The War of the Gargantuas: Battle of the Gargantuas Versions
Up until recently, I was probably the only baby-boomer fan of Japanese monster movies (“kaiju-eiga,” I believe they’re called) who had never seen the 1966 Ishiro Honda cult favorite The War of the Gargantuas. Though the film had been lauded by numerous friends and coworkers, and though I have read many good things about it over the years, it has taken me all these many decades to catch up with it. And now that I HAVE finally seen it, I am not sure how to go about writing these comments, as no less than three versions of the film seem to exist! I have just watched the original Japanese print with English subtitles from 1966, as well as the 1970 English version with added sequences, different music, new translations and a re-edited story line, and find much to criticize and commend in both. (There is also a straight English dub of the 1966 version, too, it seems.) Unlike 1965’s Frankenstein Conquers the World, whose international cut is virtually identical to the Japanese version, with the exception of an additional five-minute battle tacked on at the tail end, the two versions of Gargantuas feel very different indeed, and any fan of the one would be very surprised, I feel, to take a look at the other.
In the film, as most folks already seem to know, an enormous, green, hairy giant arises from the sea and proceeds to cause all kinds of mayhem. To the film’s credit, we don’t have to wait long to catch our initial glimpse of this not-so-jolly green giant; five minutes into the picture, he wrecks a steamer after doing battle with a humongous, red-orbed octopus (sadly, a cooler monster than Greenie, and one who promptly disappears for the duration of the film). While most citizens, scientists and the military believe the creature to be the Frankenstein monster of the 1965 film, Prof. Paul Stewart thinks differently. He and his assistant, Akemi, believe the Frankenstein monster of their acquaintance to be too decent and gentle to be responsible for such carnage. And their theory is soon borne out, as another Gargantua, a brown one, soon turns up, is revealed to be their old pal Franky, and goes on to do battle with his evil Gargantua brother. I should perhaps add here that while the 1965 film had featured a lead professor named James Bowen, who was played by American actor Nick Adams, Gargantuas has that Prof. Stewart, played by American actor Russ Tamblyn, who should have sued his agent. I mean, from the heights of West Side Story and The Haunting in the early ’60s to THIS, just a few years later?!?! Adding to the confusion is the fact that the professor’s female assistant in both films is portrayed by Kumi Mizuno, but in the first, her character’s name is Sueko Togami, and in the latter, as mentioned, it is Akemi; she is the sole actor common to both films. So is Gargantuas a sequel to Frankenstein or not? The answer is not a simple one, as the 1970 version, in addition to all its many other differences, completely excises any reference to the notion of Frankenstein whatsoever!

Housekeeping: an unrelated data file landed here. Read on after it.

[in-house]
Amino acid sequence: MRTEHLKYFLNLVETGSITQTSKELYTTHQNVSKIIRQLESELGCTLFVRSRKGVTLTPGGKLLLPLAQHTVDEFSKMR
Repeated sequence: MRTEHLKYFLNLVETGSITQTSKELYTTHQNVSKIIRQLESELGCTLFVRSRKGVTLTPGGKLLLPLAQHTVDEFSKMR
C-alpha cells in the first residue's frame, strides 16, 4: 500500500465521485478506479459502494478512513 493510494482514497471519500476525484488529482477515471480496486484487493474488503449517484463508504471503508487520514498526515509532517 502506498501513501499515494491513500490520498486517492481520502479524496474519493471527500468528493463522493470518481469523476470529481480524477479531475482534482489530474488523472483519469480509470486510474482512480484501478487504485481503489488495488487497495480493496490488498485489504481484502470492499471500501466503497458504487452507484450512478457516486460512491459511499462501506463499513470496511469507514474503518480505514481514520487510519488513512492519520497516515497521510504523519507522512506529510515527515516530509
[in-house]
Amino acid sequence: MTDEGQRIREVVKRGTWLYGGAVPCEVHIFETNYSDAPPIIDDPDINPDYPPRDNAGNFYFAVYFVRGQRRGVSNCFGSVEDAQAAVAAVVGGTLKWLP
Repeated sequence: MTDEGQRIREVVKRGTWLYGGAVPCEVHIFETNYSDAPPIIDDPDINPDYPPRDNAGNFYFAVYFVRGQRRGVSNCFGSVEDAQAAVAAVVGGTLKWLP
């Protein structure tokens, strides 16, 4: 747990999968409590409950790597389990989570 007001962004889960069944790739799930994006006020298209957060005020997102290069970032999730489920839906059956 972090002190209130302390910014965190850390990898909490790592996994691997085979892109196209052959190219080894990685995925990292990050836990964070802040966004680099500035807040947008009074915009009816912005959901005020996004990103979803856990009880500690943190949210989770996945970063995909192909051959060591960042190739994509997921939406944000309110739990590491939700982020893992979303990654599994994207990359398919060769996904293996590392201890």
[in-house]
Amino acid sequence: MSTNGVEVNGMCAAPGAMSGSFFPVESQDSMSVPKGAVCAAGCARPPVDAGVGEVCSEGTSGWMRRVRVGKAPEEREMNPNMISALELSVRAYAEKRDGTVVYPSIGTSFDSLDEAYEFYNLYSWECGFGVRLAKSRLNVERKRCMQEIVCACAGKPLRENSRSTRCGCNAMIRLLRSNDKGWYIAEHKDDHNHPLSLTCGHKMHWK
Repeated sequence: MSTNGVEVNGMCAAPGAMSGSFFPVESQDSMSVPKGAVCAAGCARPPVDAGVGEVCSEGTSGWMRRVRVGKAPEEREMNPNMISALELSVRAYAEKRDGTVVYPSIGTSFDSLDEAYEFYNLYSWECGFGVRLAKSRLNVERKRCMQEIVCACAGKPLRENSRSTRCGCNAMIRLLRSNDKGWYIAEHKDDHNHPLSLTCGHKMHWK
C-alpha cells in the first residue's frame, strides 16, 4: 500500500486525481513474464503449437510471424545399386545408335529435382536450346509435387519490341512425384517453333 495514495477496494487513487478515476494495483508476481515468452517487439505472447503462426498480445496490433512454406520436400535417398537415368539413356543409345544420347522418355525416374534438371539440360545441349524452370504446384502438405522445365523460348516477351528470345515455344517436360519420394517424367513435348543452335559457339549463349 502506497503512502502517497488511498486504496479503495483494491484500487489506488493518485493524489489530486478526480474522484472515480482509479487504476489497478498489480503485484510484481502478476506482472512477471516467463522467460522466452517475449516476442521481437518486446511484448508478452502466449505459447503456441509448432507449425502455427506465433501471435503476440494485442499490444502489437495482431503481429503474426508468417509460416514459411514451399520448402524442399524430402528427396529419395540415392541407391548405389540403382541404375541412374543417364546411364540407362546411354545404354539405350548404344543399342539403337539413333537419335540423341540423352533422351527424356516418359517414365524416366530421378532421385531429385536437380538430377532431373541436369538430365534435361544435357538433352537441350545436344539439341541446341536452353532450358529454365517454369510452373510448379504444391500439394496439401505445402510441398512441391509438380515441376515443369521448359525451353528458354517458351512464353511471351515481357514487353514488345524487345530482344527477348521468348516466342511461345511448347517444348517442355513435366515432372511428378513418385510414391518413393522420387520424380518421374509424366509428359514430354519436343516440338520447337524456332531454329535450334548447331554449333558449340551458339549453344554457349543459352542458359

So which version of Gargantuas do I find preferable? To my very great surprise, it may be the latter, English one. The English edition seems more compact, with far fewer lines like “Target is moving north on Interstate 4 towards Ohta Bridge …Roger,” of which the Japanese version is supersaturated. Russ seems more likable in the English cut, with more amusing lines, and the English version is also more understandable in parts, such as when it clearly delineates Brownie’s leg injury. The English version that I just watched, on the Classic Media DVD, is a lot brighter looking than the Japanese, a big help in the film’s many nighttime scenes. On the other hand, the Japanese cut DOES feature that wonderful martial music by Akira Ifukube running through it (I believe the name of the piece is “Operation L March”), music that is, sadly, completely lacking from the English. Too, it is nice that the Japanese version gives actual names to Green Gargantua and Brown Gargantua (Gaira and Sanda, respectively), and also nice that it makes a definitive link with the earlier film. So take your pick …both should have something to offer to the adult fan of kaiju-eiga.
As for the commonalities between the two, both feature too many darn sequences in the near dark, and both feature that absolutely ridiculous and way too abrupt deus-ex-machina volcano ending. The best scenes in both, of course, are the Japanese army’s attack on Gaira with laser beams and electricity (a fairly awesome spectacle, especially when Gaira starts chucking around tanks and wrecking houses!) and the final duke-out between Sanda and Gaira at the Tokyo docks. And who could ever forget what appears to be everybody’s favorite sequence, the one in which Gaira busts up a Tokyo nightclub while a chantootsie warbles the now-classic ditty “The Words Get Stuck in My Throat”? No wonder a coworker raved about this scene to me for years; no wonder the New Wave band Devo chose to perform this song in concert years later! Fun stuff, indeed!
The bottom line, however, is that whichever version one watches, The War of the Gargantuas cannot hold a candle to some of director Honda’s previous efforts, such as the monumental Gojira, The Mysterians and Mothra. It is more on a par with such fare as King Kong vs. Godzilla and Atragon, and really, that ain’t too bad. Frankenstein Conquers the World may have been a tad more imaginative than this (possible) sequel (I love the idea of the Hiroshima-radiated heart of the original Frankenstein monster turning into a new creation!), but The War of the Gargantuas surely does live up to its cult reputation. The film is best watched, of course, with lots of popcorn AND your 8-year-old nephew sitting beside you…